CITIZENS' COMMITTEE FOR OLD AGE PENSIONS v. BOARD OF SUP'RS OF LOS ANGELES COUNTY et al.
The question to be determined upon this appeal is whether the court abused its discretion in refusing a judgment for declaratory relief.
Plaintiff, alleging itself to be a taxpayer, brought this action (1) for an injunction to restrain defendant Board of Supervisors from approving and ordering the payment of an appropriation to defendant County Supervisors Association, and (2) for a judgment declaring the appropriation made by defendant board to defendant association in the 1947–48 budget to be illegal and unauthorized. When the order to show cause why a preliminary injunction should not issue came on for hearing it appeared that defendant board had ordered a warrant to be drawn in favor of defendant association for the full amount of the appropriation, and the county auditor had delivered the warrant to defendant association, hence a preliminary injunction restraining such action was denied. Defendants' demurrers to the amended complaint were sustained without leave to amend and the court ordered the action dismissed. Plaintiff has appealed from the judgment of dismissal.
Plaintiff alleges that defendant association was incorporated to carry out the purposes of a statute authorizing legislative bodies of counties, through their representatives, to attend sessions of the Legislature of this state and of the Congress of the United States, or of any committee of either body, for the purpose of advancing or opposing legislation. Stats.1935, ch. 26, p. 92, amended by Stats.1941, ch. 30, p. 469, 2 Deering's Gen.Laws, 1944 Ed., p. 1506, Act. No. 4276.
Plaintiff contends that (1) the statute is unconstitutional, (2) defendant board was and is without power to make appropriations for the purposes purportedly authorized by the act, and (3) defendant association was not and is not authorized to accept county funds.
There was no ground for an injunction since prior to the hearing defendant board had made the appropriation and ordered the warrant for the amount thereof drawn, and the county auditor had delivered the warrant to the payee. The county treasurer was not a party to the action, hence an injunction could not have been issued restraining him from paying the amount of the warrant.
Since the cause of action for an injunction had become moot at the time of the hearing it is contended that only declaratory relief can give plaintiff as a taxpayer a determination of its legal rights against defendants. If the appropriation was made illegally or for an unlawful purpose any taxpayer may maintain an action for the recovery into the county treasury of the public funds so expended, Osburn v. Stone, 170 Cal. 480, 482–483, 150 P. 367; Mines v. Del Valle, 201 Cal. 273, 279–280, 257 P. 530; Miller v. McKinnon, 20 Cal.2d 83, 95, 124 P.2d 34, 140 A.L.R. 570; Hansen v. Carr, 73 Cal.App. 511, 518, 238 P. 1048; Newton v. Brodie, 107 Cal.App. 512, 517, 290 P. 1058, after making demand on the proper public officials to commence the action, unless it be made to appear that demand would be unavailing. Briare v. Matthews, 202 Cal. 1, 8, 258 P. 939; Newberry v. Evans, 97 Cal.App. 120, 125, 275 P. 465.
If plaintiff is correct in its contention that the money was expended for an unlawful purpose it has a cause of action at law as a taxpayer to recover it. Every question that could have been determined by a declaratory relief judgment, including the constitutionality of the statute and the validity of the payment made to defendant association, may be presented to the court for decision in a taxpayer's suit to recover the money. Even if a controversy actually exists the litigants have not an absolute right to a determination of it by invoking declaratory relief. Monahan v. Dept. of Water & Power, 48 Cal.App.2d 746, 750, 120 P.2d 730. The court is justified in refusing a judgment under the declaratory relief provisions of the code ‘where its declaration or determination is not necessary or proper at the time under all the circumstances.’ Code Civ.Proc., § 1061; City of Alturas v. Gloster, 16 Cal.2d 46, 49, 104 P.2d 810; Simpson v. Security-First Nat. Bank, 71 Cal.App.2d 154, 157, 162 P.2d 494.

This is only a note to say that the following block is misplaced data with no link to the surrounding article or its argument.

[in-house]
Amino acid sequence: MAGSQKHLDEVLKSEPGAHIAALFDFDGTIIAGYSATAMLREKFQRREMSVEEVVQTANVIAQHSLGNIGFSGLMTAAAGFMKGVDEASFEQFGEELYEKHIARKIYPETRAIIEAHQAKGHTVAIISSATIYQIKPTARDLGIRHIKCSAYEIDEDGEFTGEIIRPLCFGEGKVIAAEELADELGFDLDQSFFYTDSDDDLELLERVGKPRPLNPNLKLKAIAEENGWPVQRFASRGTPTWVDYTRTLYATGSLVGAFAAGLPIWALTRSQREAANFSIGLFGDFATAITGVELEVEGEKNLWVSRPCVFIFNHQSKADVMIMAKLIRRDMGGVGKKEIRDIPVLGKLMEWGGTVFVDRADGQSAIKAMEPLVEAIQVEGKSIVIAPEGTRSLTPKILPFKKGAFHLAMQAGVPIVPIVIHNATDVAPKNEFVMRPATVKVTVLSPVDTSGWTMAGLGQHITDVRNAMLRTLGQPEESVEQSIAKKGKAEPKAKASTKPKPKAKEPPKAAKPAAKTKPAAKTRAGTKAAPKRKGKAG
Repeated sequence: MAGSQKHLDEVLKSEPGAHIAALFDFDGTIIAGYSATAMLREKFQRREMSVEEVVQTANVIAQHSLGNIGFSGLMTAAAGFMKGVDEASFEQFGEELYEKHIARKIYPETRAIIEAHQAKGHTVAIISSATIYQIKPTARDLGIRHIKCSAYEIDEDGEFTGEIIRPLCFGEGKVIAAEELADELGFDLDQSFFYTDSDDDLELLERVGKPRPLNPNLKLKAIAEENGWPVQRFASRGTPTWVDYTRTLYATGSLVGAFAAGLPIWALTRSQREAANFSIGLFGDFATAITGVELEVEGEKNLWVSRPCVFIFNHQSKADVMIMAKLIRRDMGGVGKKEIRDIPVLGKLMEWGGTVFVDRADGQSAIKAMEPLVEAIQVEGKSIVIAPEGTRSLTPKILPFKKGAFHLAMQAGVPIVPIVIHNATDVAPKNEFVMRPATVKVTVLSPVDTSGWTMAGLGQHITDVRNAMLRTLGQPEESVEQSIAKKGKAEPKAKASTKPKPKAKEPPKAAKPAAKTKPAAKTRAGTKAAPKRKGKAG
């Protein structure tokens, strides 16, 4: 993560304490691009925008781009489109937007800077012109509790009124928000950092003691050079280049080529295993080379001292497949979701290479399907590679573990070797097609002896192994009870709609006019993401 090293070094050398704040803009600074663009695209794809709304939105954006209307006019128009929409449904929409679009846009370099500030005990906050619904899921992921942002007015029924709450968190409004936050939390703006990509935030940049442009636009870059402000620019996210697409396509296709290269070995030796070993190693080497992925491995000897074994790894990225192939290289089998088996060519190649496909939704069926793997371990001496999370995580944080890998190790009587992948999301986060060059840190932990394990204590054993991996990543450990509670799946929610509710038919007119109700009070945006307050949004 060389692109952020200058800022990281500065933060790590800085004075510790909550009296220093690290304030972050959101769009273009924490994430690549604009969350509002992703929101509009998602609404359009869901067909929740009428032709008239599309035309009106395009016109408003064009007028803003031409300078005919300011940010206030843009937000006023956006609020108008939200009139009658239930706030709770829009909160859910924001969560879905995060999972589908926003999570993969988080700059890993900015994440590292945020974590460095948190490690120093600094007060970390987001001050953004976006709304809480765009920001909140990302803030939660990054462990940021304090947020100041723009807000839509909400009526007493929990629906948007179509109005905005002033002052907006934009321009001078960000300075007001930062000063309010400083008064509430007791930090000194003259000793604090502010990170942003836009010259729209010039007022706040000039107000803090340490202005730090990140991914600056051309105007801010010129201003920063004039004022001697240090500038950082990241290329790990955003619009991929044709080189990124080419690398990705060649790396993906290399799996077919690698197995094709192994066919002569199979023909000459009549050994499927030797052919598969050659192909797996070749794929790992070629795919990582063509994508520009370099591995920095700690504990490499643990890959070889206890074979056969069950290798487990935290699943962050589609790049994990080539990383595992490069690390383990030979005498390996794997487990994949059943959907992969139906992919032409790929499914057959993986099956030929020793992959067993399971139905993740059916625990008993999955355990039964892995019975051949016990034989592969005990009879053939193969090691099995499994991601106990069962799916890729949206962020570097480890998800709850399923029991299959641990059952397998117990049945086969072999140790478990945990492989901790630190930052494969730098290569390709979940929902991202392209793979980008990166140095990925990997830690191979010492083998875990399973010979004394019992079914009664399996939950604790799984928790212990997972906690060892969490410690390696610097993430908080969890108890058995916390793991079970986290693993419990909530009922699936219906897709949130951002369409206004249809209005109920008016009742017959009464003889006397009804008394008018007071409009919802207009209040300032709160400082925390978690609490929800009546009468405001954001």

At the time of the hearing of the demurrers to the amended complaint plaintiff tendered in open court and requested leave to file an unserved proposed second amended complaint, which request was denied.
Plaintiff had amended its pleading once of course as permitted by section 472 of the Code of Civil Procedure. Section 473 provides that the court ‘in its discretion, after notice to the adverse party,’ may allow an amendment to a pleading. Plaintiff had not served the proposed amendment on defendants, and had not served notice of motion for leave to file it nor an affidavit showing any reason why its filing was either necessary or proper. An affidavit of merits, Janson v. Bryant, 52 Cal.App. 505, 506, 199 P. 542, and an application on notice, Code of Civ.Proc., sec. 473; Buckley v. Howe, 86 Cal. 596, 605, 25 P. 132; Minor v. Carpenter, 28 Cal.App.2d 368, 370, 152 P. 737, are necessary prerequisites to a motion for leave to amend a pleading. The court did not err in denying permission to file the proposed second amended complaint.
The purported appeals from the orders (1) sustaining the general and special demurrers to the amended complaint without leave to amend, (2) granting defendants' motion to dismiss, (3) granting defendants' motion to strike, (4) denying plaintiff's motion to file a second amended complaint, all nonappealable orders, are dismissed.
MOORE, P. J., and McCOMB, J., concur. Hearing denied; CARTER and TRAYNOR, JJ., dissenting.